3-5 units, Win (Dornbach, M)

GERLIT 250C. Postwar German Culture and Thought: 1945 to the Present

How German culture and thought confronted the legacy of National Socialism, German guilt, and the possibility of a new beginning. German culture and the memory of communism (the German Democratic Republic) after 1989. Fiction of Thomas Mann, Gunter Grass, Alexander Kluge, and Hans Ulrich Treichel; poetry of Paul Celan and Ingeborg Bachmann; philosophical essays of Martin Heidegger, Theodor Adorno, Jürgen Habermas; films of Rainer Werner Fassbinder, Florian Henkel (The Life of Others), and Oliver Hirschbiegel (Downfall).

3-5 units, Spr (Eshel, A)

GERLIT 251. German Underworlds

(Same as GERLIT 151.) German theories about what lies beneath: is it hell or the subterranean foundations that keep the world from collapsing? Cosmic architecture and the question of the inferno in Kant, Novalis, Wagner, Marx, Freud, Kafka, and the films of Fritz Lang.

3-5 units, not given this year

GERLIT 255. Middle High German

Introduction to medieval German language and culture. Readings include Hartmann von Aue and Gottfried von Strassburg; genres include Minnesang, epic, and romance. Grammar review; emphasis is on rapid and accurate reading.

3-5 units, Win (Robinson, O)

GERLIT 256. Old High German

Introduction to the grammar and the texts of the earliest attested stage of high German

3-4 units, not given this year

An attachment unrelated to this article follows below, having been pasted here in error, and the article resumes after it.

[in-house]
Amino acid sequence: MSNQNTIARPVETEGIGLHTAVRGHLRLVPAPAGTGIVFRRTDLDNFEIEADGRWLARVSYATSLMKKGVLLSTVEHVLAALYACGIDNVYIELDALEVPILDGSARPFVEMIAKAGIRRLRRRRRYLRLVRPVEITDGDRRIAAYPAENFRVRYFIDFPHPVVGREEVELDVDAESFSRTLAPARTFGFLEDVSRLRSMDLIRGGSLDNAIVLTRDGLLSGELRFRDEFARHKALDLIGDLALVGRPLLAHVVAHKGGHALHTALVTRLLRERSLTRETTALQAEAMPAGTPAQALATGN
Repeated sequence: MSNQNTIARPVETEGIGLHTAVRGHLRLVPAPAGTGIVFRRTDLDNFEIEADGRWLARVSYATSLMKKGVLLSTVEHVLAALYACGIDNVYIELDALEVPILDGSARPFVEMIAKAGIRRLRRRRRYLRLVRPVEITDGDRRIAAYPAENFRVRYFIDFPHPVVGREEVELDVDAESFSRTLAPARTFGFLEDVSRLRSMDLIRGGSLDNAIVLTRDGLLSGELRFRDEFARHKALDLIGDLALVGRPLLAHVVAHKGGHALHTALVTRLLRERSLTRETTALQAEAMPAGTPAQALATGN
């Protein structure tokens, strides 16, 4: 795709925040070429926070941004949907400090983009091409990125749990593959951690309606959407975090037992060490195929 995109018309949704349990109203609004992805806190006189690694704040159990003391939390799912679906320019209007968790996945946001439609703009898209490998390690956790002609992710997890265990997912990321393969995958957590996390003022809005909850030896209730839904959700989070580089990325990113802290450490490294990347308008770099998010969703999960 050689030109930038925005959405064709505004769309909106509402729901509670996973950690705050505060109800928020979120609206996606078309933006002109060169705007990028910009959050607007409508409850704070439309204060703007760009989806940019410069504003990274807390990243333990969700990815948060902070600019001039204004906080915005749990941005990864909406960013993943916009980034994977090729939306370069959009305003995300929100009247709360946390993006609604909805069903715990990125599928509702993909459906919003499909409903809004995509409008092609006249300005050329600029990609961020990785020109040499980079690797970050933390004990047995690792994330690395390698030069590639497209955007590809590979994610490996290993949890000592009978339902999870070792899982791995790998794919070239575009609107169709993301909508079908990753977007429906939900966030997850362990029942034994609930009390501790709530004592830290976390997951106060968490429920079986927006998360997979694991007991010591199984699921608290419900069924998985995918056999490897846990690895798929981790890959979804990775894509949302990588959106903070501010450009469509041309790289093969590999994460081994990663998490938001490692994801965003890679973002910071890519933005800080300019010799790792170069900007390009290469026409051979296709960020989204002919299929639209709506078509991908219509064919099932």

GERLIT 257. Gothic

Introduction to the grammar, texts, and history of this earliest extensively-documented Germanic language, a relative of German and English. Issues surrounding the Germanic parent language.

4 units, not given this year

GERLIT 258. German Dialects

(Same as GERLIT 158.) Linguistic characteristics of dialect areas. History of the study of language variation in Germany; traditional dialect grammars; dialect-geographical revolution; and insights of modern sociolinguistics. Sources include native speakers, professionally-made tapes with transcripts, and secondary readings.

3-4 units, not given this year

GERLIT 263. Readings in 19th-Century German Literature

(Same as GERLIT 163.) Works by Goethe, Tieck, Kleist, Hoffmann, Heine, Büchner, Grillparzer, Droste-Hülshoff, Stifter, and Keller. Their divergent responses to artistic, ethical, and political challenges of modernity. Prerequisite: GERLANG 3 or equivalent. In German.

4 units, not given this year

GERLIT 295. The Culture of Reason and its Discontents: Introduction to Modern German Intellectual History

(Same as GERLIT 195.) Characteristics of modernity such as rational self-legislation, growing separation of spheres of life, and liberating and disorienting loss of traditional frameworks of meaning. Texts include Kant, Schiller, Marx, Nietzsche, Weber, Adorno, and Horkheimer. Discussion and written work in English. Students may read texts in translation; assistance provided to those reading in German.